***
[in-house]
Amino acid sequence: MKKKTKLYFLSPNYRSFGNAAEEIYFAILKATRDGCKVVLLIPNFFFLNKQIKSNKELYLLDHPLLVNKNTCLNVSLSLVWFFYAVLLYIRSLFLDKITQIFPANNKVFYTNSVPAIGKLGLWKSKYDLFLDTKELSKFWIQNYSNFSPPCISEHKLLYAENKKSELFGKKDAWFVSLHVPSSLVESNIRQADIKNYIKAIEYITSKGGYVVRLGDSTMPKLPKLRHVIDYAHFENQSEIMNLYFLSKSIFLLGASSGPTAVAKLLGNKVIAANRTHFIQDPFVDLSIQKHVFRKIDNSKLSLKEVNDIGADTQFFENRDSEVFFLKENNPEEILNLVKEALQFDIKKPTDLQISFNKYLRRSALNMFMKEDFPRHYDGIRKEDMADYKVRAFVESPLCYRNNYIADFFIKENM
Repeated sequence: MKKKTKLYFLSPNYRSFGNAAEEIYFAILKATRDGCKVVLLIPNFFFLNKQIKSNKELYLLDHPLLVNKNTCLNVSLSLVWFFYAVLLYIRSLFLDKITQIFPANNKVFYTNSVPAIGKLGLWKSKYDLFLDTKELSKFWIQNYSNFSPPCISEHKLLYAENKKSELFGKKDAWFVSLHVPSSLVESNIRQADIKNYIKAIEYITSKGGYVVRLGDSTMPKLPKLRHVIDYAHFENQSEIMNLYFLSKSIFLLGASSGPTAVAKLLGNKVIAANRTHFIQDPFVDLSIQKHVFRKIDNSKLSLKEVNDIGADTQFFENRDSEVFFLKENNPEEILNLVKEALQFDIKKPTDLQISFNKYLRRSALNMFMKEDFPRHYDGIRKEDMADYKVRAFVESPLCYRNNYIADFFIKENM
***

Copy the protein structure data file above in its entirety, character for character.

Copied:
[in-house]
Amino acid sequence: MKKKTKLYFLSPNYRSFGNAAEEIYFAILKATRDGCKVVLLIPNFFFLNKQIKSNKELYLLDHPLLVNKNTCLNVSLSLVWFFYAVLLYIRSLFLDKITQIFPANNKVFYTNSVPAIGKLGLWKSKYDLFLDTKELSKFWIQNYSNFSPPCISEHKLLYAENKKSELFGKKDAWFVSLHVPSSLVESNIRQADIKNYIKAIEYITSKGGYVVRLGDSTMPKLPKLRHVIDYAHFENQSEIMNLYFLSKSIFLLGASSGPTAVAKLLGNKVIAANRTHFIQDPFVDLSIQKHVFRKIDNSKLSLKEVNDIGADTQFFENRDSEVFFLKENNPEEILNLVKEALQFDIKKPTDLQISFNKYLRRSALNMFMKEDFPRHYDGIRKEDMADYKVRAFVESPLCYRNNYIADFFIKENM
Repeated sequence: MKKKTKLYFLSPNYRSFGNAAEEIYFAILKATRDGCKVVLLIPNFFFLNKQIKSNKELYLLDHPLLVNKNTCLNVSLSLVWFFYAVLLYIRSLFLDKITQIFPANNKVFYTNSVPAIGKLGLWKSKYDLFLDTKELSKFWIQNYSNFSPPCISEHKLLYAENKKSELFGKKDAWFVSLHVPSSLVESNIRQADIKNYIKAIEYITSKGGYVVRLGDSTMPKLPKLRHVIDYAHFENQSEIMNLYFLSKSIFLLGASSGPTAVAKLLGNKVIAANRTHFIQDPFVDLSIQKHVFRKIDNSKLSLKEVNDIGADTQFFENRDSEVFFLKENNPEEILNLVKEALQFDIKKPTDLQISFNKYLRRSALNMFMKEDFPRHYDGIRKEDMADYKVRAFVESPLCYRNNYIADFFIKENM